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A consumer electronics store stocks four alarm clock radios. If it has fewer than four clock radios available at the end of a week, the store restocks the item to bring the in-stock level up to four. If weekly demand is greater than the four units in stock, the store loses sales. The radio sells for $25 and costs the store $15.

I calculated the expected value of expected weekly demand for the alarm clock radio is 3.6.

For the question "What is the expected weekly profit from the sale of the alarm clock radio? (Remember: There are only four clock radios available in any week to meet demand.)"

Do I calculate the sales and cost using the expected value or using all four alarm clock radio?

Second question "On average, how much profit is lost each week because the radio is not available when demanded?"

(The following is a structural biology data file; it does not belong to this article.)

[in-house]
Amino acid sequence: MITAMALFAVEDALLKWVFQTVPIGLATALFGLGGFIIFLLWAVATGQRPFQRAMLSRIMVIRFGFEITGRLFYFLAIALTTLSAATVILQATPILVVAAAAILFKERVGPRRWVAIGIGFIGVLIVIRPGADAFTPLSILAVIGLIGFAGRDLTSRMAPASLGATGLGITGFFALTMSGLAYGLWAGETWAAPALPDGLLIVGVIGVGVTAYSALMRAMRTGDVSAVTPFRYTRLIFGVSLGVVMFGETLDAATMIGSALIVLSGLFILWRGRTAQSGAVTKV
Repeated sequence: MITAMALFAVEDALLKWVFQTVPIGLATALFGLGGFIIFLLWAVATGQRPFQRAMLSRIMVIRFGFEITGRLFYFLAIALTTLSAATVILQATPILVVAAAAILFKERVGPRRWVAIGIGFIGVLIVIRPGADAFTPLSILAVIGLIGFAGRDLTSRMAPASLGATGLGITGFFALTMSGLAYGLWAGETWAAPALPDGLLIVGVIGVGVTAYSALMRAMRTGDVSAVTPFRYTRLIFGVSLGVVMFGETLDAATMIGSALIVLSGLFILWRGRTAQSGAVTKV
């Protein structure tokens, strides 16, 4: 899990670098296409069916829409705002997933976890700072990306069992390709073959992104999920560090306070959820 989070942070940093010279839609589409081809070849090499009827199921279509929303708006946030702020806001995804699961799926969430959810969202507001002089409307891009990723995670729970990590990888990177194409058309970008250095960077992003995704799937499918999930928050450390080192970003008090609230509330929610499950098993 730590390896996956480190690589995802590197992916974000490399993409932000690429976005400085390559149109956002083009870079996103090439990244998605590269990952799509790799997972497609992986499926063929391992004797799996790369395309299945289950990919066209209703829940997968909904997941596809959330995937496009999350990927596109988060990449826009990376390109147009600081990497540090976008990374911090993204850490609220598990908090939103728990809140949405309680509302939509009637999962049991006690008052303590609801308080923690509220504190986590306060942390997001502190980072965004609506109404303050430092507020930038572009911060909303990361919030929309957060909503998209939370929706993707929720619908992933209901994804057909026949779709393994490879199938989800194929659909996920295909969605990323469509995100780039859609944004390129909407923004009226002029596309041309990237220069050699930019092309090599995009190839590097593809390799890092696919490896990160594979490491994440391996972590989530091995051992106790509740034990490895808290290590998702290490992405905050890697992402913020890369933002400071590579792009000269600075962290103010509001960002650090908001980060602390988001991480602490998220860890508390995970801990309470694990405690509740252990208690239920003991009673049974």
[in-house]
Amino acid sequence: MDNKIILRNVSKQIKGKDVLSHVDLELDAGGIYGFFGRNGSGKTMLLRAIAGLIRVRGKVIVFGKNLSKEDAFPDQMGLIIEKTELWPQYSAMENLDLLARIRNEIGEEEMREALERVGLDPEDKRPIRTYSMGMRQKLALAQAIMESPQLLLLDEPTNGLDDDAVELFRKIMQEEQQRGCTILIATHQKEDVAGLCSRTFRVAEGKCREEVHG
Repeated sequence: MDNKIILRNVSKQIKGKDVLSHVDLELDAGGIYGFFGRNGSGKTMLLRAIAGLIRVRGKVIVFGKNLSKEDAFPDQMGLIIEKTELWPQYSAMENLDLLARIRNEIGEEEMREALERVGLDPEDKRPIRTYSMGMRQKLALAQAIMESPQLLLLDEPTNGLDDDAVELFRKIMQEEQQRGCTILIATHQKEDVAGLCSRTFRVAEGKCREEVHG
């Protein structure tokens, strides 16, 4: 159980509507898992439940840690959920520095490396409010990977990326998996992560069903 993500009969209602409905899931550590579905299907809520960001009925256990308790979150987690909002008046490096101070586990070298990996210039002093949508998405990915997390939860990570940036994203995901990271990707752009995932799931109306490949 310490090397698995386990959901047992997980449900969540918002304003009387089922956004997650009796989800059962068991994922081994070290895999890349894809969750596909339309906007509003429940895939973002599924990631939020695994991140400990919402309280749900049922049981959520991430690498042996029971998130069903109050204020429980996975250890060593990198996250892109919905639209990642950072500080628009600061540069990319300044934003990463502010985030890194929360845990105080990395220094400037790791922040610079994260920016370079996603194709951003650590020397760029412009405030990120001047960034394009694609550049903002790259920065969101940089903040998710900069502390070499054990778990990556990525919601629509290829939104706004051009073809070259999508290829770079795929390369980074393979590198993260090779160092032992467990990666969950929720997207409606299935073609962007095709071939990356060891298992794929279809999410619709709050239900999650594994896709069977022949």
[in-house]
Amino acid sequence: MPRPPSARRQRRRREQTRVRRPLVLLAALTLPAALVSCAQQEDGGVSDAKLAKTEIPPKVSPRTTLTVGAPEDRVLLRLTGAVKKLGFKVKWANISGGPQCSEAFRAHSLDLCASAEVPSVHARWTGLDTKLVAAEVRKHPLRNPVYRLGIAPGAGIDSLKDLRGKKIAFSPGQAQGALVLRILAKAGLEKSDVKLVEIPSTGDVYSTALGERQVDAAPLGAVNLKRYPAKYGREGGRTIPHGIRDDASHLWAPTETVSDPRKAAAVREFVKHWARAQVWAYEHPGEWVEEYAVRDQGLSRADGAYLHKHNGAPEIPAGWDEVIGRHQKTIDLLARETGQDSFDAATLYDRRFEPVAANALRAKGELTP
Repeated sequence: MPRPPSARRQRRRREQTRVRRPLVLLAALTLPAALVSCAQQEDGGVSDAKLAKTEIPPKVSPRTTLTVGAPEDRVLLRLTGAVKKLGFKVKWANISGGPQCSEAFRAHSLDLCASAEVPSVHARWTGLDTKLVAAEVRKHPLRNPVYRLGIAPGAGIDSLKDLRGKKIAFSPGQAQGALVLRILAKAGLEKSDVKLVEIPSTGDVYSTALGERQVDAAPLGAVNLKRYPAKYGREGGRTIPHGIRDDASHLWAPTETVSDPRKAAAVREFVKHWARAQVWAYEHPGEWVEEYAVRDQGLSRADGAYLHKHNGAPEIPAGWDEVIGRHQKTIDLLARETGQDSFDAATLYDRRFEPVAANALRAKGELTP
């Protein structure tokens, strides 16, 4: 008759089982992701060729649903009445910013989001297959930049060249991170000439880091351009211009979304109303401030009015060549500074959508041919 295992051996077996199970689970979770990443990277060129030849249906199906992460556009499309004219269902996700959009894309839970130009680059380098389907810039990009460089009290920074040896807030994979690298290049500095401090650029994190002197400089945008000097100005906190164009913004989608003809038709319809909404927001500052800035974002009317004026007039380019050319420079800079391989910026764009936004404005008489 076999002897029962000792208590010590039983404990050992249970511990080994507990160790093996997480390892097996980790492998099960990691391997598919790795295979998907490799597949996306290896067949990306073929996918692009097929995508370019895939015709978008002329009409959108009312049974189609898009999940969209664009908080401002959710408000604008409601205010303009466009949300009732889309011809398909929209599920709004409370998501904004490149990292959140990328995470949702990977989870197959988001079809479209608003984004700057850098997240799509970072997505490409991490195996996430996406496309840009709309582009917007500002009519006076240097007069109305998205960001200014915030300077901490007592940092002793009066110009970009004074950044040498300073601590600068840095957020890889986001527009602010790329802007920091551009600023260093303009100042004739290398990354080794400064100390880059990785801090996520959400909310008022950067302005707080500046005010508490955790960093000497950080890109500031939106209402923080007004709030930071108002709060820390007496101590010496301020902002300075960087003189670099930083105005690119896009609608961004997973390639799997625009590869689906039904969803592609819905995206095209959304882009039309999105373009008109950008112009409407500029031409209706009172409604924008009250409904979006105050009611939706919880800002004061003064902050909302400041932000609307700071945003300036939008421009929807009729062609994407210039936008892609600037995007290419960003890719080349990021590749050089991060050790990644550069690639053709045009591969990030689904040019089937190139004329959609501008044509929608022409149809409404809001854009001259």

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  • $\begingroup$ Missing information: What is the distribution of the demand? (The expected demand is not enough.) $\endgroup$ Commented May 2, 2017 at 5:30

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Let $D$ be the demand, and $P$ the profit.

You profit $\$10$ on each clock sold, but cannot sell more than 4, so clearly:

$$P = \begin{cases}10 D &:& D\in\{0,1,2,3,4\}\\ 40 &:& D\in\{5,...\}\\ 0 &:& \text{else}\end{cases}$$

Let $T$ be the theoretical profit if you were able to instantly stock clocks on demand.

$$T = \begin{cases}10 D &:& D\in\{0,...\}\\ 0 &:& \text{else}\end{cases}$$

Obviously the difference is: $$T-P = \begin{cases}10(D-4)&:& D\in\{5,...\}\\ 0 & \text{else}\end{cases}$$

You need to know the distribution of the demand to calculate the expectations.

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